Infertility is increased among black women

Infertility affects at least 12 percent of all women up to the age of 44, and studies suggest black women may be almost twice as likely to experience infertility as white women. In this population-based sample, black women were more likely than white women to have experienced infertility. Black women have generally a 1.5-2 fold increased odds of infertility as compared with whites after adjustment for socioeconomic position (education and ability to pay for basics), correlates of pregnancy intent (marital status and hormonal contraceptive use), and risk factors for infertility (age, smoking, testosterone, fibroid presence, and ovarian volume).
This disparity is not explained by common risk factors for infertility such as smoking and obesity, and among non-surgically sterile women, it is not explained by gynecologic risk factors such as fibroids and ovarian volume.

Black women are less likely to talk about or report infertility

Studies have shown that black women are less likely to speak about or seek help for infertility when compared to women in other cultures and communities: Only 8% of black women seek medical help to get pregnant compared to 15% of white women. But it can also be attributed to the historic belief that infertility doesn't exist within the black community. This idea has been so deeply rooted in the culture that moms and aunts don't talk to their daughters about fertility issues. Then when a woman does experience them, she feels too much guilt and shame to bring it up, even to a doctor.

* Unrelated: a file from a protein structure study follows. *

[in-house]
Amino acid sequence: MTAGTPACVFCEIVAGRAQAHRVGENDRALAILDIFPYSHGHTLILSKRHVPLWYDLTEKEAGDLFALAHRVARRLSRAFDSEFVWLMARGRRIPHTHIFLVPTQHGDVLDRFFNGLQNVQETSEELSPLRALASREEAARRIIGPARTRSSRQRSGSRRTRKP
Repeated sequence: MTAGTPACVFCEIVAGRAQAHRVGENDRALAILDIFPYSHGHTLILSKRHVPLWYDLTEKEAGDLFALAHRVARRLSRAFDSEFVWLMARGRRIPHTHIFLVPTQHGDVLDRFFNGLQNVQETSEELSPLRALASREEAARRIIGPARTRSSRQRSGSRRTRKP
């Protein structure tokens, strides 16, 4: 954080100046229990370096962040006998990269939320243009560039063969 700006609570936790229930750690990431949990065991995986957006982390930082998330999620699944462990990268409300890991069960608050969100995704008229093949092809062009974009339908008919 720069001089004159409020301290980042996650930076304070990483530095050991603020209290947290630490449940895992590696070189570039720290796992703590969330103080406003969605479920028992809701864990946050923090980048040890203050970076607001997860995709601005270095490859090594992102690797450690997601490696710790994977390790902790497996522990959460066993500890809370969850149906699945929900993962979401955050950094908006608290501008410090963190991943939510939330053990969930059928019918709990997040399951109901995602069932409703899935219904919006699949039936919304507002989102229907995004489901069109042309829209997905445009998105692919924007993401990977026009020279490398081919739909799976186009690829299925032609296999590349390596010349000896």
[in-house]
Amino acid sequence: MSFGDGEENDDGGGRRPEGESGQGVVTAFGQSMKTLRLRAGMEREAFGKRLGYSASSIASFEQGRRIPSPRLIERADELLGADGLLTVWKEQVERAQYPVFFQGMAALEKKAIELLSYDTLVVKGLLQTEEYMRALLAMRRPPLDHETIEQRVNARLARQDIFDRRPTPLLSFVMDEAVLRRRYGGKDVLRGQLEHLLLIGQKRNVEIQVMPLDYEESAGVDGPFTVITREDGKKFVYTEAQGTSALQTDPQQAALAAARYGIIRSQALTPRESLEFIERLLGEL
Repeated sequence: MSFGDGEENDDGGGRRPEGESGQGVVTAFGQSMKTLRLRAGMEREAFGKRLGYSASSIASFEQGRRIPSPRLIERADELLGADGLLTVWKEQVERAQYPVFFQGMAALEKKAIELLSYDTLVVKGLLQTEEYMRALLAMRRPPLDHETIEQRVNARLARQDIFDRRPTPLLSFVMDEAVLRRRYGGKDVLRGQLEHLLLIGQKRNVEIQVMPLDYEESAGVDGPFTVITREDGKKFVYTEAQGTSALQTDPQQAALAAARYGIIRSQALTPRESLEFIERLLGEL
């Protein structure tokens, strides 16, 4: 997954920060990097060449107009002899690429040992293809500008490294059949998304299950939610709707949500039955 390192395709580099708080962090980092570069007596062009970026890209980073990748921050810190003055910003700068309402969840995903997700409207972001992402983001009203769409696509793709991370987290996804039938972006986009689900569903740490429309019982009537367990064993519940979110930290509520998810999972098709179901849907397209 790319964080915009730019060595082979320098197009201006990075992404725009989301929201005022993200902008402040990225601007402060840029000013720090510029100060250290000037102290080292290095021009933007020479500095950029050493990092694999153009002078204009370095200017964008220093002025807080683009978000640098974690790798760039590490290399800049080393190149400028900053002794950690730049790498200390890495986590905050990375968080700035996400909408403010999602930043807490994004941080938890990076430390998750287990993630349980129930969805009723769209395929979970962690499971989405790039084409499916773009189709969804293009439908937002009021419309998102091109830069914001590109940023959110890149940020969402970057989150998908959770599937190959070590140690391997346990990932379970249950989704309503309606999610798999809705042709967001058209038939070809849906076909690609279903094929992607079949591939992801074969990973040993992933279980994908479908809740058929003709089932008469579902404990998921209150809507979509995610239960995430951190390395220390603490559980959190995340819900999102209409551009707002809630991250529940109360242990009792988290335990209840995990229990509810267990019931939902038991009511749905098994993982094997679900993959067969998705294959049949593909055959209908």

Sperm counts are decreased among black men

In men, fertility is directly related to sperm parameters. Several studies have shown that black men had lower mean semen volume, sperm concentration, total sperm count, and total motile sperm than white or Hispanic/Latino men. Read more here.

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